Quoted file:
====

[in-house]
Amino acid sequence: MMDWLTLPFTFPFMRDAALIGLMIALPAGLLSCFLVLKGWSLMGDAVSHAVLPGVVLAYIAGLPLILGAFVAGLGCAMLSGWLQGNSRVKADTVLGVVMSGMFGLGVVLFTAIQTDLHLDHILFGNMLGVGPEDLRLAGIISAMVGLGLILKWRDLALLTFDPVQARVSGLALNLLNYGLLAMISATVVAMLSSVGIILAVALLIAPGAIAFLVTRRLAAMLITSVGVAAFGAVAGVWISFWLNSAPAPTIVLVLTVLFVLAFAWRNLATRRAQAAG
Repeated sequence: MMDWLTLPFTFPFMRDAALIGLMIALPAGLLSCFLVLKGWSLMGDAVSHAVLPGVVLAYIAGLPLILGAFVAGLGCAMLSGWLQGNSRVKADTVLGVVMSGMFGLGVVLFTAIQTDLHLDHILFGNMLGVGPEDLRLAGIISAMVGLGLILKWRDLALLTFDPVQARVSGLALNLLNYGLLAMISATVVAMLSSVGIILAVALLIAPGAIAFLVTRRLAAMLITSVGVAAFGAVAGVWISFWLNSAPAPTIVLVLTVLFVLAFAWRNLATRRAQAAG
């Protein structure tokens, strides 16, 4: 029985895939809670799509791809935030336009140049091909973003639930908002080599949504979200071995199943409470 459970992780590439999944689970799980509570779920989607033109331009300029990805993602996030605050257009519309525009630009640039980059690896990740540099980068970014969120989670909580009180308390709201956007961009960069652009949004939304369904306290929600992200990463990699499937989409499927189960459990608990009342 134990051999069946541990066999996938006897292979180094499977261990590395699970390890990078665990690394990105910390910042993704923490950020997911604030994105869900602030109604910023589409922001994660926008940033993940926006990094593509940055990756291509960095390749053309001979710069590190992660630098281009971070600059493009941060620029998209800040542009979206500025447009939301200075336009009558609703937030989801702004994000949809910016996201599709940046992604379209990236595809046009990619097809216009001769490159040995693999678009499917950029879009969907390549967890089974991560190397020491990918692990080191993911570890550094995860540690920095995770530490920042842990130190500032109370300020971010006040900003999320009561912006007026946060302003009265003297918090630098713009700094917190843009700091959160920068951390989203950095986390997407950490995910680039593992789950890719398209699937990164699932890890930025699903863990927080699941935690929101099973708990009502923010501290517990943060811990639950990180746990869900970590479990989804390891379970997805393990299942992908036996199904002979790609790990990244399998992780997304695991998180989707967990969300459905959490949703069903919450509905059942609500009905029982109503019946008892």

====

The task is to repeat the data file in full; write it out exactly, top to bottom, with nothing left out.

[in-house]
Amino acid sequence: MMDWLTLPFTFPFMRDAALIGLMIALPAGLLSCFLVLKGWSLMGDAVSHAVLPGVVLAYIAGLPLILGAFVAGLGCAMLSGWLQGNSRVKADTVLGVVMSGMFGLGVVLFTAIQTDLHLDHILFGNMLGVGPEDLRLAGIISAMVGLGLILKWRDLALLTFDPVQARVSGLALNLLNYGLLAMISATVVAMLSSVGIILAVALLIAPGAIAFLVTRRLAAMLITSVGVAAFGAVAGVWISFWLNSAPAPTIVLVLTVLFVLAFAWRNLATRRAQAAG
Repeated sequence: MMDWLTLPFTFPFMRDAALIGLMIALPAGLLSCFLVLKGWSLMGDAVSHAVLPGVVLAYIAGLPLILGAFVAGLGCAMLSGWLQGNSRVKADTVLGVVMSGMFGLGVVLFTAIQTDLHLDHILFGNMLGVGPEDLRLAGIISAMVGLGLILKWRDLALLTFDPVQARVSGLALNLLNYGLLAMISATVVAMLSSVGIILAVALLIAPGAIAFLVTRRLAAMLITSVGVAAFGAVAGVWISFWLNSAPAPTIVLVLTVLFVLAFAWRNLATRRAQAAG
């Protein structure tokens, strides 16, 4: 029985895939809670799509791809935030336009140049091909973003639930908002080599949504979200071995199943409470 459970992780590439999944689970799980509570779920989607033109331009300029990805993602996030605050257009519309525009630009640039980059690896990740540099980068970014969120989670909580009180308390709201956007961009960069652009949004939304369904306290929600992200990463990699499937989409499927189960459990608990009342 134990051999069946541990066999996938006897292979180094499977261990590395699970390890990078665990690394990105910390910042993704923490950020997911604030994105869900602030109604910023589409922001994660926008940033993940926006990094593509940055990756291509960095390749053309001979710069590190992660630098281009971070600059493009941060620029998209800040542009979206500025447009939301200075336009009558609703937030989801702004994000949809910016996201599709940046992604379209990236595809046009990619097809216009001769490159040995693999678009499917950029879009969907390549967890089974991560190397020491990918692990080191993911570890550094995860540690920095995770530490920042842990130190500032109370300020971010006040900003999320009561912006007026946060302003009265003297918090630098713009700094917190843009700091959160920068951390989203950095986390997407950490995910680039593992789950890719398209699937990164699932890890930025699903863990927080699941935690929101099973708990009502923010501290517990943060811990639950990180746990869900970590479990989804390891379970997805393990299942992908036996199904002979790609790990990244399998992780997304695991998180989707967990969300459905959490949703069903919450509905059942609500009905029982109503019946008892």